Okay, so we know that a Michelin star is the highest honor in the food world. It’s top-notch cuisine, the kind that, in our heads, we attach to top-dollar costs. But, apparently that’s a myth because fortunately, the food gods recognize that amazing food comes in all sorts of — hmm — prices.
So while you’re planning your big food trip of 2017, and now that you know it won’t cost an arm and a leg, make sure you sink your teeth into the top dishes from these restaurants around Southeast, East and Northeast Asia.
Lei Garden, Hong Kong
Established in 1973, Lei Garden has grown from a Cantonese-style restaurant to an “upmarket, international restaurant chain, offering culinary delights and unique tasting menus developed from different parts of the world.” Foodies claim it’s the best place for Yum Cha, a Chinese-style brunch featuring Chinese tea and a variety of steamed and fried, savory and sweet dim sum.
Most of the restaurant’s branches around Hong Kong have been awarded a Michelin star, with the Mongkok branch even getting two at once in 2012. They have a snazzy menu and long list of awards, but the best part? Lei Garden’s dishes range from just HKD28 to 60 (about PHP180 to 385).
Kam’s Roast Goose, Hong Kong
While Kam’s Roast Goose is fairly new, it’s owned by Hardy Kam, a third generation member of the Kam family. A family name that in Hong Kong is synonymous to roast goose. The owner’s grandfather founded successful and internationally-renowned Yung Kee Restaurant. While the first restaurant is now defunct, the third generation incarnation upheld the original restaurant’s values, going on to receive a Michelin Star just a few months after opening.
Like Lei Garden, Kam’s has a full menu. You should of course sample the roast goose, it’s cooked to crispy-succulent perfection and the geese are delivered fresh every morning from Dongguan; but, regulars also highly recommend the Roast Duck Lai Fun — crispy duck slices served with a warm noodle soup for only HKD55 or PHP350!
Golden Peacock, Macau
Casino Level 1, Shop 1037, The Venetian Macao
+853 8118 9696 | website
Open from 11 a.m. to 11 p.m. (Lunch buffet from 11 a.m. to 3 p.m., Dinner from 6 to 11 p.m.)
Golden Peacock is all about Indian cuisine. But of course, they do it the gourmet way. Led by Kerala native Chef Justin Paul, Golden Peacock’s claim to fame is two-fold: the impressively extensive lunch buffet, and the fact that they’re the only Michelin-starred Indian restaurant in Asia.
The restaurant’s offerings are as authentic as they come — the spices, the bright pomegranates, even some of the cooking and serving implements are sourced straight from India. When you visit, make sure to get the Tandoori Salmon Tikka. It’s as delectably vibrant as it looks. Their dishes range from MOP178 to 500 (PHP1,100 to 3,115) — a little more expensive than the rest of the items in this list but still affordable for Michelin-approved cuisine.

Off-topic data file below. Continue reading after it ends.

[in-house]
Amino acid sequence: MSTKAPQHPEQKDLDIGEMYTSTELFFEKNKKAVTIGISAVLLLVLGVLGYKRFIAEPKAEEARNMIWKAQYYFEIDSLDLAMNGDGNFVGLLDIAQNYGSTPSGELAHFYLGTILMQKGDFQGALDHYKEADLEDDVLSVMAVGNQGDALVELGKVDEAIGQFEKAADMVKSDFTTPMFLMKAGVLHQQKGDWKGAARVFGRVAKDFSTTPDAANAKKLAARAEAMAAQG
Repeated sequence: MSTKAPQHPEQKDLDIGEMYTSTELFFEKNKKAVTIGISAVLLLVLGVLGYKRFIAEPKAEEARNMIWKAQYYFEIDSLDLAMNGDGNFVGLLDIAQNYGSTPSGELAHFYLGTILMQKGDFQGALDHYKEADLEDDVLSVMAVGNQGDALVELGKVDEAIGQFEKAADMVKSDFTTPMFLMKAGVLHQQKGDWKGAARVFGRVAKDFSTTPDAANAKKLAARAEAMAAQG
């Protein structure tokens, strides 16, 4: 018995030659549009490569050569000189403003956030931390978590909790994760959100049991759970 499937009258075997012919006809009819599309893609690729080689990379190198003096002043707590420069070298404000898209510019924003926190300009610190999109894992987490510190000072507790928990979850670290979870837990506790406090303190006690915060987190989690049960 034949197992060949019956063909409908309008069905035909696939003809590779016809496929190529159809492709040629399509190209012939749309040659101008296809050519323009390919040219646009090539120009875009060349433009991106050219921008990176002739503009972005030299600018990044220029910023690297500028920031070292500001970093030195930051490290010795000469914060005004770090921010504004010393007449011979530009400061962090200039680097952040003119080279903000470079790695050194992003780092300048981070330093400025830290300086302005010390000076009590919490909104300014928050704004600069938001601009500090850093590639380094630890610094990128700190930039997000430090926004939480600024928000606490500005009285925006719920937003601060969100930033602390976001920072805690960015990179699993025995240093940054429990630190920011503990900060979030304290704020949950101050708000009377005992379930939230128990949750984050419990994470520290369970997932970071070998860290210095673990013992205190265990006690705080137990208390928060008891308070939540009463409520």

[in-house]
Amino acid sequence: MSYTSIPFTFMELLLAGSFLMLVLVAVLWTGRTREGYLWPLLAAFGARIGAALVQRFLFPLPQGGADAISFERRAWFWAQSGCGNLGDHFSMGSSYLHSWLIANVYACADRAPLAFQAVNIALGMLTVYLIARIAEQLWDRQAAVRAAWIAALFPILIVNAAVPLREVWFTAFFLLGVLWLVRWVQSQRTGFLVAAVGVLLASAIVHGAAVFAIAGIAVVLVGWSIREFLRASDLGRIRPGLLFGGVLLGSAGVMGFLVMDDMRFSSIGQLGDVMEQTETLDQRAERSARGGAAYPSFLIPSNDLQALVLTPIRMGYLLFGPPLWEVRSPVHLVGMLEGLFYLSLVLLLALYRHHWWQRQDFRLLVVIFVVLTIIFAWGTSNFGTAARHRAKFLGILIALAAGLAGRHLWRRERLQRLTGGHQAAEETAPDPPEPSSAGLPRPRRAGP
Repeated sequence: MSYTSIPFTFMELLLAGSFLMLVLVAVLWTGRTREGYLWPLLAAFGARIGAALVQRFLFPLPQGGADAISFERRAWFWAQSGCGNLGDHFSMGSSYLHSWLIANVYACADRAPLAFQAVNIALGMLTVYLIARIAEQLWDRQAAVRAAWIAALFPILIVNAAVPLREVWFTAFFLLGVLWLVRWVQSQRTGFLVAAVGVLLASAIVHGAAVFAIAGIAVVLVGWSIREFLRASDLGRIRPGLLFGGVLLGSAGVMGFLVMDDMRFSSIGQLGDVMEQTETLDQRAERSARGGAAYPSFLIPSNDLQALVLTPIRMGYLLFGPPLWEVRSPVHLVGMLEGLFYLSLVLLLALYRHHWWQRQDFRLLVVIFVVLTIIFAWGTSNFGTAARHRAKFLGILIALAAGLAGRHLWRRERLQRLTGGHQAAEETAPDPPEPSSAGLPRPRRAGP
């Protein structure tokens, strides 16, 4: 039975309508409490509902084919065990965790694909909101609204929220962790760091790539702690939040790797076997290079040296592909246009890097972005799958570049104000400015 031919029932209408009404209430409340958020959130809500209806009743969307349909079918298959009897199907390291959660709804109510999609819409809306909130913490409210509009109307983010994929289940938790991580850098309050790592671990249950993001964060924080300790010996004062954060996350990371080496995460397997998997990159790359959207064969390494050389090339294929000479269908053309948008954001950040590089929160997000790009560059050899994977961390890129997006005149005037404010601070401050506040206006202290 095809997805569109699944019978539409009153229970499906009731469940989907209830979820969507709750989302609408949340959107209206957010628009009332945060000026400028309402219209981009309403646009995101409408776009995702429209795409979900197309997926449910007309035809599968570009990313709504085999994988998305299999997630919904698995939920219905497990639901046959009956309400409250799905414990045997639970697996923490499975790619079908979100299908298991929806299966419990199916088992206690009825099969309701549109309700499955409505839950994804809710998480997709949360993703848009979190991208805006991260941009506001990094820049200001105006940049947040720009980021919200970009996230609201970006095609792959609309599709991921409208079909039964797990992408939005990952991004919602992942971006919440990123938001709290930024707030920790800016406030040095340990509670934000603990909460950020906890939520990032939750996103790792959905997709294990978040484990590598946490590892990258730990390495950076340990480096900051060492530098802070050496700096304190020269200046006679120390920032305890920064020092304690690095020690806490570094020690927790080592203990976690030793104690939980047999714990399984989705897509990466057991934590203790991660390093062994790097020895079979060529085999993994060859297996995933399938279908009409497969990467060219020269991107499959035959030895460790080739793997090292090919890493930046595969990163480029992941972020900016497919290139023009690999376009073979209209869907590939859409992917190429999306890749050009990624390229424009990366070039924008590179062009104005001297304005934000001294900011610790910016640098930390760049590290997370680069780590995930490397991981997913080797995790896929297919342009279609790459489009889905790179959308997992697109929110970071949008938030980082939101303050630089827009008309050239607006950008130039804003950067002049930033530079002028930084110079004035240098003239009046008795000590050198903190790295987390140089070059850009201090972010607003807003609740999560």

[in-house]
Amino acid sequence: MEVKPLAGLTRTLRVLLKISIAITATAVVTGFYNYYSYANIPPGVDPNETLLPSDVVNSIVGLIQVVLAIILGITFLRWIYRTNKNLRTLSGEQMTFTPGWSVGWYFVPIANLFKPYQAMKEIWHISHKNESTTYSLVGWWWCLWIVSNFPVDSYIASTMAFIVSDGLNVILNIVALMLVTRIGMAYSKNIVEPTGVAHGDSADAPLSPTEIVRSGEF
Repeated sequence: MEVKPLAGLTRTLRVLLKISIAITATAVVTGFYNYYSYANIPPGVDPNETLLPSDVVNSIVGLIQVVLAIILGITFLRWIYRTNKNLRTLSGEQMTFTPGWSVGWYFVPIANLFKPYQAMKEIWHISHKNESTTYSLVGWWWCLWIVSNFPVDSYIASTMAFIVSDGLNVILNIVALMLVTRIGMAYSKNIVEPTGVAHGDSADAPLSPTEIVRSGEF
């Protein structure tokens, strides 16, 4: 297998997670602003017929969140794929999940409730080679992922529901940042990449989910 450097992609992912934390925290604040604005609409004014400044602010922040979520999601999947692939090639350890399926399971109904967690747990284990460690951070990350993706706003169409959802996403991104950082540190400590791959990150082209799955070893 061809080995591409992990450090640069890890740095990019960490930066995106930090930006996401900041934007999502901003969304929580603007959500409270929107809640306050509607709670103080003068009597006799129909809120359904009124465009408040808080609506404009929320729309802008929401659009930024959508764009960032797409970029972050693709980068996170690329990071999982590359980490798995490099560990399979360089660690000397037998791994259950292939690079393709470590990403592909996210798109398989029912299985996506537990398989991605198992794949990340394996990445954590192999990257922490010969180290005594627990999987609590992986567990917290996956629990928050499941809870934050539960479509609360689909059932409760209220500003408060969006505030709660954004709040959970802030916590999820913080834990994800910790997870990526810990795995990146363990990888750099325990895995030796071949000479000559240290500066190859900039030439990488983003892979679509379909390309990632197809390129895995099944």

Hong Kong Soya Sauce and Rice Noodle, Singapore
Block 335 Smith St, #02-127, Chinatown Food Complex
Open from 10:30 a.m. to 7 p.m. on weekdays, 8:30 a.m. to 7 p.m. on weekends (closed on Wednesdays)
Singapore is known around the world for their hawker stalls, we guess it’s just apt then for the Michelin Guide to award a star to one or two of them, right? This chicken and noodle stand took the alias of “Cheapest Michelin-starred restaurant” from Hong Kong’s Tim Ho Wan with meals that start at SGD2 (PHP66).
When you go, get the perfectly cooked chicken rice and crisp, caramel-skinned soya chicken. Queues are a daily occurrence at the stall, so go early. Expect to wait for about 35 to 40 minutes. It’s all going to be worth the wait, and Chef Chan Hon Meng will most likely hand you your order himself.
Japanese Soba Noodles Tsuta, Japan
1 Chome-14-1 Sugamo, Tokyo
+813 3943 1007 | Facebook
Open from 11 a.m. to 3 p.m., 6 p.m. to 9 p.m. (closed on Wednesdays)
Tsuta is a ramen shop in a sea of ramen shops. And for them to stand out, and be the first Michelin-starred ramen shop, they must be doing something really well. They do it so well, in fact, that people start lining up at 6 a.m. And it’s been like that long before the Michelin star happened. They start distributing time slot tickets at 7 a.m., be there by 8 a.m. (at the latest, lol) if you want to get a counter — Chef Yuki Onishi only serves nine at a time.
There are rules, too, the most important being no photos of the kitchen, no more than one bowl per person, and that you have to accept that this quiet ramen experience can ruin ramen for you, forever. No other bowl will ever be as good. Or close. Oh, and it’s less than JPY1,000 or PHP421.
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